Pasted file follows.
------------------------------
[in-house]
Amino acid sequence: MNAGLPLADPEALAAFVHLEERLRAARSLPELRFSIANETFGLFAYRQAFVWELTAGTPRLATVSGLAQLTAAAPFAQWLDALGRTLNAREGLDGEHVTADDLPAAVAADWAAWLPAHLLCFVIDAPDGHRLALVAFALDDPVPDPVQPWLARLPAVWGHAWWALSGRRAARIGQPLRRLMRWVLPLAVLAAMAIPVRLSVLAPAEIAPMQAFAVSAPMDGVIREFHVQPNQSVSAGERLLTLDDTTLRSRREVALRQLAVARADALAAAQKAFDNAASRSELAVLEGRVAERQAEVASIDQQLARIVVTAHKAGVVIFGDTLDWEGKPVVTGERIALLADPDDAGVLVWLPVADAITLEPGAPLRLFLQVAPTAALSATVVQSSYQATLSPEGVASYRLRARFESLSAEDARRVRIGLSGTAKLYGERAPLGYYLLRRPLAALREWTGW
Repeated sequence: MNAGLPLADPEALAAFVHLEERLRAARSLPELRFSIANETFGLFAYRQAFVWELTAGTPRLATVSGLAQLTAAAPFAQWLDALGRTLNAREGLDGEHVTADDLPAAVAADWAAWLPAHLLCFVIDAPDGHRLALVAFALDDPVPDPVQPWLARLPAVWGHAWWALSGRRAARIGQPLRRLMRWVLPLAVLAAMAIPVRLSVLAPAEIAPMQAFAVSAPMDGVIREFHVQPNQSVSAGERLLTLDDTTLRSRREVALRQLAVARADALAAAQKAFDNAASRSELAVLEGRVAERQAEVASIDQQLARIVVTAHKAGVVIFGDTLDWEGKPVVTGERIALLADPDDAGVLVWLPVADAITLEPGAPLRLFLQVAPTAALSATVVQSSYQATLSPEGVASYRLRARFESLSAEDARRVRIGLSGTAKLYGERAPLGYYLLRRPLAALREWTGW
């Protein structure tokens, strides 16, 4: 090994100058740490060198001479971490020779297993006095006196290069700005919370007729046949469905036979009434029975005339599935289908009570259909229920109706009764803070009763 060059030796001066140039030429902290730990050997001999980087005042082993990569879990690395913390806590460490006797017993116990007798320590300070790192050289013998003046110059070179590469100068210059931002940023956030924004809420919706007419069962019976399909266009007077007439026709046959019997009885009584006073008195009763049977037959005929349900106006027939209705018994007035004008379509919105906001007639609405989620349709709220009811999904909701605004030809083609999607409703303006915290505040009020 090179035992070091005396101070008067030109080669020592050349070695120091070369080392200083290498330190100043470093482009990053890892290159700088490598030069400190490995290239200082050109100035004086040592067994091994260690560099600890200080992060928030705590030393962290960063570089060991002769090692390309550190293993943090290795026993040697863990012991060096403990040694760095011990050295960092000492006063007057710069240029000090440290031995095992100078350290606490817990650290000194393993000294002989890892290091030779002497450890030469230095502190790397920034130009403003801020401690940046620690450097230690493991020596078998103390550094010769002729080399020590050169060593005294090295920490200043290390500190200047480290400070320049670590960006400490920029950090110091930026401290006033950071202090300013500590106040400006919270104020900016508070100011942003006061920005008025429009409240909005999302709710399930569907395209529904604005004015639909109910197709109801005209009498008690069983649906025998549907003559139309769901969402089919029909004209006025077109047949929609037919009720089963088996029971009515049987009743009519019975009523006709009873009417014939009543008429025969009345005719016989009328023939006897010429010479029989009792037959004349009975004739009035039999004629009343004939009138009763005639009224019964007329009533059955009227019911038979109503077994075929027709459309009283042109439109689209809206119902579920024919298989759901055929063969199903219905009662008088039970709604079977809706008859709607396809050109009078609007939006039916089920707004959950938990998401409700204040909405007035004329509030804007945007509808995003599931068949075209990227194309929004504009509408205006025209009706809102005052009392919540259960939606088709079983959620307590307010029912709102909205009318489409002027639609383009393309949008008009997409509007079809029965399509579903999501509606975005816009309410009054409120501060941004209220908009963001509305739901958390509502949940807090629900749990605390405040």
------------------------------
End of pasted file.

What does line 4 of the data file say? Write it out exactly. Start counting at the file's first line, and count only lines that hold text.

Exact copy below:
């Protein structure tokens, strides 16, 4: 090994100058740490060198001479971490020779297993006095006196290069700005919370007729046949469905036979009434029975005339599935289908009570259909229920109706009764803070009763 060059030796001066140039030429902290730990050997001999980087005042082993990569879990690395913390806590460490006797017993116990007798320590300070790192050289013998003046110059070179590469100068210059931002940023956030924004809420919706007419069962019976399909266009007077007439026709046959019997009885009584006073008195009763049977037959005929349900106006027939209705018994007035004008379509919105906001007639609405989620349709709220009811999904909701605004030809083609999607409703303006915290505040009020 090179035992070091005396101070008067030109080669020592050349070695120091070369080392200083290498330190100043470093482009990053890892290159700088490598030069400190490995290239200082050109100035004086040592067994091994260690560099600890200080992060928030705590030393962290960063570089060991002769090692390309550190293993943090290795026993040697863990012991060096403990040694760095011990050295960092000492006063007057710069240029000090440290031995095992100078350290606490817990650290000194393993000294002989890892290091030779002497450890030469230095502190790397920034130009403003801020401690940046620690450097230690493991020596078998103390550094010769002729080399020590050169060593005294090295920490200043290390500190200047480290400070320049670590960006400490920029950090110091930026401290006033950071202090300013500590106040400006919270104020900016508070100011942003006061920005008025429009409240909005999302709710399930569907395209529904604005004015639909109910197709109801005209009498008690069983649906025998549907003559139309769901969402089919029909004209006025077109047949929609037919009720089963088996029971009515049987009743009519019975009523006709009873009417014939009543008429025969009345005719016989009328023939006897010429010479029989009792037959004349009975004739009035039999004629009343004939009138009763005639009224019964007329009533059955009227019911038979109503077994075929027709459309009283042109439109689209809206119902579920024919298989759901055929063969199903219905009662008088039970709604079977809706008859709607396809050109009078609007939006039916089920707004959950938990998401409700204040909405007035004329509030804007945007509808995003599931068949075209990227194309929004504009509408205006025209009706809102005052009392919540259960939606088709079983959620307590307010029912709102909205009318489409002027639609383009393309949008008009997409509007079809029965399509579903999501509606975005816009309410009054409120501060941004209220908009963001509305739901958390509502949940807090629900749990605390405040």